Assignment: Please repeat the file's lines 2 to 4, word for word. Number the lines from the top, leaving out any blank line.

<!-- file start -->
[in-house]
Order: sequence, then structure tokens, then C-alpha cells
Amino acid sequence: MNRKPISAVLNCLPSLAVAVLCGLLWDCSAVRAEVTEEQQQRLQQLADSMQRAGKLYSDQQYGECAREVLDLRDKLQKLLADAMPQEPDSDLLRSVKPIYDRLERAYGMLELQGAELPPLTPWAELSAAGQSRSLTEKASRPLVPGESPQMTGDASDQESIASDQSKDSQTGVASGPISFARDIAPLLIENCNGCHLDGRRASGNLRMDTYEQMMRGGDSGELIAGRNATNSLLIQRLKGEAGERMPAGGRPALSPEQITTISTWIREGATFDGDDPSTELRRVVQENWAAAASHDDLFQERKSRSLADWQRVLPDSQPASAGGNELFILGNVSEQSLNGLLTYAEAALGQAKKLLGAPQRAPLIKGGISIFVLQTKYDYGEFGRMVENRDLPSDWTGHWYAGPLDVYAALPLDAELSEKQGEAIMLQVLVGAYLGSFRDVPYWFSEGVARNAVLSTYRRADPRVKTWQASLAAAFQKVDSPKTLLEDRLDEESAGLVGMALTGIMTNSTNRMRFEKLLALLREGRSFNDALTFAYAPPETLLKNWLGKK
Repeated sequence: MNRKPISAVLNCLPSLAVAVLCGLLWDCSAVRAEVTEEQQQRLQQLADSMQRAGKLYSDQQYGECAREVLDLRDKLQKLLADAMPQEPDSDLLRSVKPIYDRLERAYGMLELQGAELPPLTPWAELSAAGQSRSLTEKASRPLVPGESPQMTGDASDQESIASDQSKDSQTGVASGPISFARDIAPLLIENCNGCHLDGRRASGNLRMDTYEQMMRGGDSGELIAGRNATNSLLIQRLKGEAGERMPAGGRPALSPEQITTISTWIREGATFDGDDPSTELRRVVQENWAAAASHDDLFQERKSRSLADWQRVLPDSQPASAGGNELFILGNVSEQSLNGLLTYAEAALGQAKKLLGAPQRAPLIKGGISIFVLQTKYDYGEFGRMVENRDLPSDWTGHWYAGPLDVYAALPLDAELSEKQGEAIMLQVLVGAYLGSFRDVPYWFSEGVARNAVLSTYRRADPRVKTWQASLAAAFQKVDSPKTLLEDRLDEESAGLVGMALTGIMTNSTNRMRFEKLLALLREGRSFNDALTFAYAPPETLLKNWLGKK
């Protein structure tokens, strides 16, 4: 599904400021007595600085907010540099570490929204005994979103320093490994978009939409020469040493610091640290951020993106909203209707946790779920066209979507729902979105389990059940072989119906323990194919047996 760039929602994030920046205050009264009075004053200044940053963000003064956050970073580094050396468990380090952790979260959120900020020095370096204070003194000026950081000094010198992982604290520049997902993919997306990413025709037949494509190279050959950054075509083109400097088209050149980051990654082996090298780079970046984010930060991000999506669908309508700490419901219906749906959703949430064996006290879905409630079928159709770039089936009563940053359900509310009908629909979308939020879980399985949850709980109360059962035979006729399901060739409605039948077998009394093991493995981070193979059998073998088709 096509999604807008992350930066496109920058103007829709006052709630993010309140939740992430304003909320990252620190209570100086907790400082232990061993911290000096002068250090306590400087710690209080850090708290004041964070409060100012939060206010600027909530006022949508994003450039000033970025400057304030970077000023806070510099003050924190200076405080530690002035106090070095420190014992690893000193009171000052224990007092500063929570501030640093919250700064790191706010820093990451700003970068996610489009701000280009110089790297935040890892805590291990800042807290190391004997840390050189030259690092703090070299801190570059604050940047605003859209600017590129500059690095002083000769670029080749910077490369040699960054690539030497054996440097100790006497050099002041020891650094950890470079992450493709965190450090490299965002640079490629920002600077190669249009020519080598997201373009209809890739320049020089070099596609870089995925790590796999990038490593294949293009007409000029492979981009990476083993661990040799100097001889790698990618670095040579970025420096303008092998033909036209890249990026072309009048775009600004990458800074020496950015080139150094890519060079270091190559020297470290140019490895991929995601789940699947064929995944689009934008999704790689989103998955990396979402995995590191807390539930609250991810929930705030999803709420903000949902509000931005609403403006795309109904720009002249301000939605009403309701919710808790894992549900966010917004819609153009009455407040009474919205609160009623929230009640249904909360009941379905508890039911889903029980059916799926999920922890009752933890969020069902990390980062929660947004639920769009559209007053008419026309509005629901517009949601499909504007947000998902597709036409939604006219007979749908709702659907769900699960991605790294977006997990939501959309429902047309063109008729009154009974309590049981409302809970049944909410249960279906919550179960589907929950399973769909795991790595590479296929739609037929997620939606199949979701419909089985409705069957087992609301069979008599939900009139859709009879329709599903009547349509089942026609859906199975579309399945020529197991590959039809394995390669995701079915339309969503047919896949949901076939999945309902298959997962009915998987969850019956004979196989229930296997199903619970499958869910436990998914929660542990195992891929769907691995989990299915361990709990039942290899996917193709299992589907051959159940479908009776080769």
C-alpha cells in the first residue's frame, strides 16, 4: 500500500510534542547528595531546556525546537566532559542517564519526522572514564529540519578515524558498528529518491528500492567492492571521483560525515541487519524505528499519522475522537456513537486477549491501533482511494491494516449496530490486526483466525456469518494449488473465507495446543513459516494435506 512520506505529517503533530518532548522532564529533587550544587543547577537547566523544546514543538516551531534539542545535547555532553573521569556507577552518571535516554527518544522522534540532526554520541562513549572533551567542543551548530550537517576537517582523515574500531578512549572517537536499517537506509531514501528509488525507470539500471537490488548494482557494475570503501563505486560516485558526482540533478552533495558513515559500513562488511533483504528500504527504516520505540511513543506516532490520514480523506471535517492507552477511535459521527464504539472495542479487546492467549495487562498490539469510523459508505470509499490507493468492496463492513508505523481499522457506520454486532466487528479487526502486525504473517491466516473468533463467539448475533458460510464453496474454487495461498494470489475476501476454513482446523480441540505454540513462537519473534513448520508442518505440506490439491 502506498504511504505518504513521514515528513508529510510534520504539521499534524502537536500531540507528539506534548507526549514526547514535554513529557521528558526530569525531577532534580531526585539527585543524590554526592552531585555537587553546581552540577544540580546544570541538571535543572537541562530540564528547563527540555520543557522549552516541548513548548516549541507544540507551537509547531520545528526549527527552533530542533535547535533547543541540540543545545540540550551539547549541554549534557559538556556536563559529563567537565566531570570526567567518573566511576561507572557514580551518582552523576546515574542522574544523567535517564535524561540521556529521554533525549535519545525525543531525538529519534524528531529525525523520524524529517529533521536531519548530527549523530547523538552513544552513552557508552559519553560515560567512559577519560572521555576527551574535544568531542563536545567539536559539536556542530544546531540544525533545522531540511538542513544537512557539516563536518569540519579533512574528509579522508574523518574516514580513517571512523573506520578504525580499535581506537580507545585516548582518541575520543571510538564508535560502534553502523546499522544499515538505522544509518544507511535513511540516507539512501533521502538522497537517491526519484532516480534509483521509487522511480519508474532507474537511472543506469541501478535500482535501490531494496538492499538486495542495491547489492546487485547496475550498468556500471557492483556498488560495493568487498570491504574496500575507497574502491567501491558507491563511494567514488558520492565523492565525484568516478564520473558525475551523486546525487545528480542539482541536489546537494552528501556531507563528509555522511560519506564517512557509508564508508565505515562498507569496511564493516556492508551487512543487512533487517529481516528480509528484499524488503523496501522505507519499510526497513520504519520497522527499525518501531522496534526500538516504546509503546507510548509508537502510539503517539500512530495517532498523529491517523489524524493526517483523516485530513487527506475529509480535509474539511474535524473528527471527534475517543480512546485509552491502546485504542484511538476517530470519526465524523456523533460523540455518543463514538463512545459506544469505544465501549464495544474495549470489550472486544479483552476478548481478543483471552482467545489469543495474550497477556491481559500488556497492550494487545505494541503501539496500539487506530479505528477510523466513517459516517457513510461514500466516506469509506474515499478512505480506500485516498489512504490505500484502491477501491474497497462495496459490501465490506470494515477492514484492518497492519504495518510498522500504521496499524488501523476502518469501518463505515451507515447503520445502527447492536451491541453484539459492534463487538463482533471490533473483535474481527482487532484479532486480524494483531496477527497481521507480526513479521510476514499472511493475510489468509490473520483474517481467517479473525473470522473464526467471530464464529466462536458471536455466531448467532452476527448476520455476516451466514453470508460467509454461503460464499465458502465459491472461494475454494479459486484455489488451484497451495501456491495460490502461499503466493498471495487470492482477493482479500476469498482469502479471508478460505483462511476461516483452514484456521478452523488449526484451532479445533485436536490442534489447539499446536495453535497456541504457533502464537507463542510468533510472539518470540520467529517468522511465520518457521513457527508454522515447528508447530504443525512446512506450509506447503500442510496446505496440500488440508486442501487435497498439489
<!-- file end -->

Order: sequence, then structure tokens, then C-alpha cells
Amino acid sequence: MNRKPISAVLNCLPSLAVAVLCGLLWDCSAVRAEVTEEQQQRLQQLADSMQRAGKLYSDQQYGECAREVLDLRDKLQKLLADAMPQEPDSDLLRSVKPIYDRLERAYGMLELQGAELPPLTPWAELSAAGQSRSLTEKASRPLVPGESPQMTGDASDQESIASDQSKDSQTGVASGPISFARDIAPLLIENCNGCHLDGRRASGNLRMDTYEQMMRGGDSGELIAGRNATNSLLIQRLKGEAGERMPAGGRPALSPEQITTISTWIREGATFDGDDPSTELRRVVQENWAAAASHDDLFQERKSRSLADWQRVLPDSQPASAGGNELFILGNVSEQSLNGLLTYAEAALGQAKKLLGAPQRAPLIKGGISIFVLQTKYDYGEFGRMVENRDLPSDWTGHWYAGPLDVYAALPLDAELSEKQGEAIMLQVLVGAYLGSFRDVPYWFSEGVARNAVLSTYRRADPRVKTWQASLAAAFQKVDSPKTLLEDRLDEESAGLVGMALTGIMTNSTNRMRFEKLLALLREGRSFNDALTFAYAPPETLLKNWLGKK
Repeated sequence: MNRKPISAVLNCLPSLAVAVLCGLLWDCSAVRAEVTEEQQQRLQQLADSMQRAGKLYSDQQYGECAREVLDLRDKLQKLLADAMPQEPDSDLLRSVKPIYDRLERAYGMLELQGAELPPLTPWAELSAAGQSRSLTEKASRPLVPGESPQMTGDASDQESIASDQSKDSQTGVASGPISFARDIAPLLIENCNGCHLDGRRASGNLRMDTYEQMMRGGDSGELIAGRNATNSLLIQRLKGEAGERMPAGGRPALSPEQITTISTWIREGATFDGDDPSTELRRVVQENWAAAASHDDLFQERKSRSLADWQRVLPDSQPASAGGNELFILGNVSEQSLNGLLTYAEAALGQAKKLLGAPQRAPLIKGGISIFVLQTKYDYGEFGRMVENRDLPSDWTGHWYAGPLDVYAALPLDAELSEKQGEAIMLQVLVGAYLGSFRDVPYWFSEGVARNAVLSTYRRADPRVKTWQASLAAAFQKVDSPKTLLEDRLDEESAGLVGMALTGIMTNSTNRMRFEKLLALLREGRSFNDALTFAYAPPETLLKNWLGKK